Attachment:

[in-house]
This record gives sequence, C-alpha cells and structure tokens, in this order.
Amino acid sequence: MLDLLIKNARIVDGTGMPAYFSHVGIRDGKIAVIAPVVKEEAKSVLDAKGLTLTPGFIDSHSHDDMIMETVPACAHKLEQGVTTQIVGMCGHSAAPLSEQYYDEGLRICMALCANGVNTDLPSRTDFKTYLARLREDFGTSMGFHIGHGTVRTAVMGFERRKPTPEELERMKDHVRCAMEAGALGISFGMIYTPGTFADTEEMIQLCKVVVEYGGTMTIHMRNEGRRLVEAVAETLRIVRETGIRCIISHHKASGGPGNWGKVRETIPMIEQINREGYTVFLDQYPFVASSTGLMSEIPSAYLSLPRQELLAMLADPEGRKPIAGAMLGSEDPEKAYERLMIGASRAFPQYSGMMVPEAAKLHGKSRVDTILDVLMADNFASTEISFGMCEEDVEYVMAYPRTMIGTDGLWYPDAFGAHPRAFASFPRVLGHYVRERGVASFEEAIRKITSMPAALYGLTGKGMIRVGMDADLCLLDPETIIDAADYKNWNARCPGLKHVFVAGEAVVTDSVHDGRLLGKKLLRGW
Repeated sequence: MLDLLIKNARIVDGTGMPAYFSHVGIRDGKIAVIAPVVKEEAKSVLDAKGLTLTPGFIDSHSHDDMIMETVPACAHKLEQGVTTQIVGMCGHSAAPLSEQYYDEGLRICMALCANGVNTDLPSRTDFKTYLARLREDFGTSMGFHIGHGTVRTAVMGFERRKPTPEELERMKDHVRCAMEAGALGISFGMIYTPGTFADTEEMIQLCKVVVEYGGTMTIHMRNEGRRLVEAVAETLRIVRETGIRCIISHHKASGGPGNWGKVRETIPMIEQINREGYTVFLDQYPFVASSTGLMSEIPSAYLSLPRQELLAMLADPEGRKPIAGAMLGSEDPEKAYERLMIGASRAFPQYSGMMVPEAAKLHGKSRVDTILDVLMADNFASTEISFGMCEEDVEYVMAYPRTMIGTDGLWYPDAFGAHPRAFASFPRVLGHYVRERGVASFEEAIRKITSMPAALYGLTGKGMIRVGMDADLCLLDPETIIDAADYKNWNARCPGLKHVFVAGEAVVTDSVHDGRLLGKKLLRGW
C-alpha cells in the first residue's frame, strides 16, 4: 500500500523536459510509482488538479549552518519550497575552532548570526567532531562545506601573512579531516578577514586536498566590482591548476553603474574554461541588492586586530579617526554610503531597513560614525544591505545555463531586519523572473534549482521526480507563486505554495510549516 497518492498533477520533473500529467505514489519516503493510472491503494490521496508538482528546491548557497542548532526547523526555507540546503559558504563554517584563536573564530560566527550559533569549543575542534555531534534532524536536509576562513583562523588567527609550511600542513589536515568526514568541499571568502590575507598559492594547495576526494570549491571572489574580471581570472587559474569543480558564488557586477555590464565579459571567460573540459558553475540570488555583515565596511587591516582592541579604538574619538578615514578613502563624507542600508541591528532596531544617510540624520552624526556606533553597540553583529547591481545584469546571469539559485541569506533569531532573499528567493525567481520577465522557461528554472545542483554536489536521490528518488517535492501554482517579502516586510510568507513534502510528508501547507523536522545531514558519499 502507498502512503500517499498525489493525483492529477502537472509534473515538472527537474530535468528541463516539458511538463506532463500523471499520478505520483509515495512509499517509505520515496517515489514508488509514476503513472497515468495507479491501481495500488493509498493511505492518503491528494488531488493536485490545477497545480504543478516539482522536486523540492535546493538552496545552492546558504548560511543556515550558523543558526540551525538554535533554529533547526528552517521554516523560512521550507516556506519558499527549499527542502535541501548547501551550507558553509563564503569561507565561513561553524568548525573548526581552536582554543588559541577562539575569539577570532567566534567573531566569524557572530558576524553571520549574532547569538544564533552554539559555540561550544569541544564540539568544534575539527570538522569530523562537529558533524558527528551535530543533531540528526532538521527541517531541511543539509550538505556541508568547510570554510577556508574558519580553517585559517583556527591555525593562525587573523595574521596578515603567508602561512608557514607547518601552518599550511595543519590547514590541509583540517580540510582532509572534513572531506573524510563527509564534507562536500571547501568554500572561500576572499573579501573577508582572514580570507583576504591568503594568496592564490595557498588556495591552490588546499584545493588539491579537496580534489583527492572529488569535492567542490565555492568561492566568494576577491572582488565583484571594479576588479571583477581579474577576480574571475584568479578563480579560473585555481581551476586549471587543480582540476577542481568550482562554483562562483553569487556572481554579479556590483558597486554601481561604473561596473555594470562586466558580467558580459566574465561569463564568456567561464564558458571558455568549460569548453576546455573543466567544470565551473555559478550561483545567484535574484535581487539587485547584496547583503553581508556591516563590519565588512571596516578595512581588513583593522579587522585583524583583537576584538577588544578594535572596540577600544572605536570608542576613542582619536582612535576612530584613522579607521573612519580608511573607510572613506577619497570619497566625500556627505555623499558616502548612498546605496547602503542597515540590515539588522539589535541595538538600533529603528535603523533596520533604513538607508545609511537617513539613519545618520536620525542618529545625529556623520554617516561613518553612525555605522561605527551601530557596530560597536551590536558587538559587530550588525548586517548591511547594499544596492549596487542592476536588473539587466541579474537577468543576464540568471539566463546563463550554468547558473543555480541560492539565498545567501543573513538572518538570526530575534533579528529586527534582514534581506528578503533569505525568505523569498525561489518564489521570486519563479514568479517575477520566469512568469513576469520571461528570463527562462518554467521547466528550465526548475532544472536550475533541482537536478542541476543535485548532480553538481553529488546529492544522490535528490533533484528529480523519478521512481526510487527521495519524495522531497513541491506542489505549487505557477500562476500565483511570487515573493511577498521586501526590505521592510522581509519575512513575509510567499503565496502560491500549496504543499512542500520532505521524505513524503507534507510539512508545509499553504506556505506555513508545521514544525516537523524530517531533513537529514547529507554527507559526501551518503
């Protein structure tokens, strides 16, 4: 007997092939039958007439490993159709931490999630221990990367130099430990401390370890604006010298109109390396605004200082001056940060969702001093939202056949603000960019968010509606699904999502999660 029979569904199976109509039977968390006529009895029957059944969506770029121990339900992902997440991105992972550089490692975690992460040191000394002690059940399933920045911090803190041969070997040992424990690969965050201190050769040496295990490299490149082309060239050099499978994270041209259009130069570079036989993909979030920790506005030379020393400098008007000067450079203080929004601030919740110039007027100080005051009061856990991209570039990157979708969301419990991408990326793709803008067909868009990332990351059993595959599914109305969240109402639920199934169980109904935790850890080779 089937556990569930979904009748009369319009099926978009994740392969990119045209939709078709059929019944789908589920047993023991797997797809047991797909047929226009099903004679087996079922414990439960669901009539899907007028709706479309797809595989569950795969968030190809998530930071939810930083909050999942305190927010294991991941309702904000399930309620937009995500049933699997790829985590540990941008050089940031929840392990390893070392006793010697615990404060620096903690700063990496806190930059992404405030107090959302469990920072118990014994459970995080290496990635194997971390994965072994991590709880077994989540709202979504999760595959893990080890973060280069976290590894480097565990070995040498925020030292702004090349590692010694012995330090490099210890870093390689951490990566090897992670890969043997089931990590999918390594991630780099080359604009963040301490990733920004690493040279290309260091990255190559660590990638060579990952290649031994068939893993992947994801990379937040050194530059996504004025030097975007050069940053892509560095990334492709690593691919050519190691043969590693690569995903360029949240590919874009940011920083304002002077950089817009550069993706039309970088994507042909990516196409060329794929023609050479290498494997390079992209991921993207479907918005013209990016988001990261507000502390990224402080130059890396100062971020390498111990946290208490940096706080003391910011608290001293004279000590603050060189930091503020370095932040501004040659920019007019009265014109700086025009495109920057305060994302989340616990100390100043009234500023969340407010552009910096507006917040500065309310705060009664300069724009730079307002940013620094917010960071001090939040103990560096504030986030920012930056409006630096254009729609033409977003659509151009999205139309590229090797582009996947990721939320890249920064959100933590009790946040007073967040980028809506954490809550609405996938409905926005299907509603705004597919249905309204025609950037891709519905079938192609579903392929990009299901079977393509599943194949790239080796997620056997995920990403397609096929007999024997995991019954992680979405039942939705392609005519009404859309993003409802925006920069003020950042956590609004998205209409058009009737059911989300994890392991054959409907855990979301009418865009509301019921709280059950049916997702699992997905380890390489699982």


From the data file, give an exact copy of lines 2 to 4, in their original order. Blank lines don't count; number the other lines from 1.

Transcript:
This record gives sequence, C-alpha cells and structure tokens, in this order.
Amino acid sequence: MLDLLIKNARIVDGTGMPAYFSHVGIRDGKIAVIAPVVKEEAKSVLDAKGLTLTPGFIDSHSHDDMIMETVPACAHKLEQGVTTQIVGMCGHSAAPLSEQYYDEGLRICMALCANGVNTDLPSRTDFKTYLARLREDFGTSMGFHIGHGTVRTAVMGFERRKPTPEELERMKDHVRCAMEAGALGISFGMIYTPGTFADTEEMIQLCKVVVEYGGTMTIHMRNEGRRLVEAVAETLRIVRETGIRCIISHHKASGGPGNWGKVRETIPMIEQINREGYTVFLDQYPFVASSTGLMSEIPSAYLSLPRQELLAMLADPEGRKPIAGAMLGSEDPEKAYERLMIGASRAFPQYSGMMVPEAAKLHGKSRVDTILDVLMADNFASTEISFGMCEEDVEYVMAYPRTMIGTDGLWYPDAFGAHPRAFASFPRVLGHYVRERGVASFEEAIRKITSMPAALYGLTGKGMIRVGMDADLCLLDPETIIDAADYKNWNARCPGLKHVFVAGEAVVTDSVHDGRLLGKKLLRGW
Repeated sequence: MLDLLIKNARIVDGTGMPAYFSHVGIRDGKIAVIAPVVKEEAKSVLDAKGLTLTPGFIDSHSHDDMIMETVPACAHKLEQGVTTQIVGMCGHSAAPLSEQYYDEGLRICMALCANGVNTDLPSRTDFKTYLARLREDFGTSMGFHIGHGTVRTAVMGFERRKPTPEELERMKDHVRCAMEAGALGISFGMIYTPGTFADTEEMIQLCKVVVEYGGTMTIHMRNEGRRLVEAVAETLRIVRETGIRCIISHHKASGGPGNWGKVRETIPMIEQINREGYTVFLDQYPFVASSTGLMSEIPSAYLSLPRQELLAMLADPEGRKPIAGAMLGSEDPEKAYERLMIGASRAFPQYSGMMVPEAAKLHGKSRVDTILDVLMADNFASTEISFGMCEEDVEYVMAYPRTMIGTDGLWYPDAFGAHPRAFASFPRVLGHYVRERGVASFEEAIRKITSMPAALYGLTGKGMIRVGMDADLCLLDPETIIDAADYKNWNARCPGLKHVFVAGEAVVTDSVHDGRLLGKKLLRGW